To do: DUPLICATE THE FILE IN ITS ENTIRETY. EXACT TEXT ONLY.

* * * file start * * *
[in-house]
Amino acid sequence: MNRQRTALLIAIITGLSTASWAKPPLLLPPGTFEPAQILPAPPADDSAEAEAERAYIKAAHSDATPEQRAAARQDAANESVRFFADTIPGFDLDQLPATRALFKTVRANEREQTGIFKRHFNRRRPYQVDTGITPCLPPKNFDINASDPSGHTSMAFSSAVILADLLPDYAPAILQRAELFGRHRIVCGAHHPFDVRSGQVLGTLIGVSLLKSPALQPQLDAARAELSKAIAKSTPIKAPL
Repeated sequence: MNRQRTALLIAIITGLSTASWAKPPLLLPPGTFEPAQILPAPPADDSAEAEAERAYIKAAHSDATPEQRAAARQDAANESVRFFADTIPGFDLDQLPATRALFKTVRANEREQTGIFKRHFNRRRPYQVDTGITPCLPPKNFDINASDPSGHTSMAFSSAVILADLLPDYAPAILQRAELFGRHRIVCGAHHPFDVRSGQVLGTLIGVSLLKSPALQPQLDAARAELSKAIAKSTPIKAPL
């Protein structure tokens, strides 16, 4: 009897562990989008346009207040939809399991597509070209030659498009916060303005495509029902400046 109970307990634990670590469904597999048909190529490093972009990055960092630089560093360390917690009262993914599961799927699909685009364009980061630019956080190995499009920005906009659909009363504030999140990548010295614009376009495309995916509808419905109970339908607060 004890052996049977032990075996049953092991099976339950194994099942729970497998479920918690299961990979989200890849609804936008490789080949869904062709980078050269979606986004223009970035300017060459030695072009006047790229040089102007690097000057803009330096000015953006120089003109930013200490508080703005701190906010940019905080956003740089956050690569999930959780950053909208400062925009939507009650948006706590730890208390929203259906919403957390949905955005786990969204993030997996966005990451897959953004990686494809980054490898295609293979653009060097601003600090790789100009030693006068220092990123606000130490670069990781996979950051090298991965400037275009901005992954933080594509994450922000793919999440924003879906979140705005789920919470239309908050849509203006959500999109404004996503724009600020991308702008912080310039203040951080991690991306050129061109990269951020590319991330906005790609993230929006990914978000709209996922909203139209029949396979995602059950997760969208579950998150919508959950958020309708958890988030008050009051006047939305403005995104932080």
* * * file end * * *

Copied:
[in-house]
Amino acid sequence: MNRQRTALLIAIITGLSTASWAKPPLLLPPGTFEPAQILPAPPADDSAEAEAERAYIKAAHSDATPEQRAAARQDAANESVRFFADTIPGFDLDQLPATRALFKTVRANEREQTGIFKRHFNRRRPYQVDTGITPCLPPKNFDINASDPSGHTSMAFSSAVILADLLPDYAPAILQRAELFGRHRIVCGAHHPFDVRSGQVLGTLIGVSLLKSPALQPQLDAARAELSKAIAKSTPIKAPL
Repeated sequence: MNRQRTALLIAIITGLSTASWAKPPLLLPPGTFEPAQILPAPPADDSAEAEAERAYIKAAHSDATPEQRAAARQDAANESVRFFADTIPGFDLDQLPATRALFKTVRANEREQTGIFKRHFNRRRPYQVDTGITPCLPPKNFDINASDPSGHTSMAFSSAVILADLLPDYAPAILQRAELFGRHRIVCGAHHPFDVRSGQVLGTLIGVSLLKSPALQPQLDAARAELSKAIAKSTPIKAPL
């Protein structure tokens, strides 16, 4: 009897562990989008346009207040939809399991597509070209030659498009916060303005495509029902400046 109970307990634990670590469904597999048909190529490093972009990055960092630089560093360390917690009262993914599961799927699909685009364009980061630019956080190995499009920005906009659909009363504030999140990548010295614009376009495309995916509808419905109970339908607060 004890052996049977032990075996049953092991099976339950194994099942729970497998479920918690299961990979989200890849609804936008490789080949869904062709980078050269979606986004223009970035300017060459030695072009006047790229040089102007690097000057803009330096000015953006120089003109930013200490508080703005701190906010940019905080956003740089956050690569999930959780950053909208400062925009939507009650948006706590730890208390929203259906919403957390949905955005786990969204993030997996966005990451897959953004990686494809980054490898295609293979653009060097601003600090790789100009030693006068220092990123606000130490670069990781996979950051090298991965400037275009901005992954933080594509994450922000793919999440924003879906979140705005789920919470239309908050849509203006959500999109404004996503724009600020991308702008912080310039203040951080991690991306050129061109990269951020590319991330906005790609993230929006990914978000709209996922909203139209029949396979995602059950997760969208579950998150919508959950958020309708958890988030008050009051006047939305403005995104932080």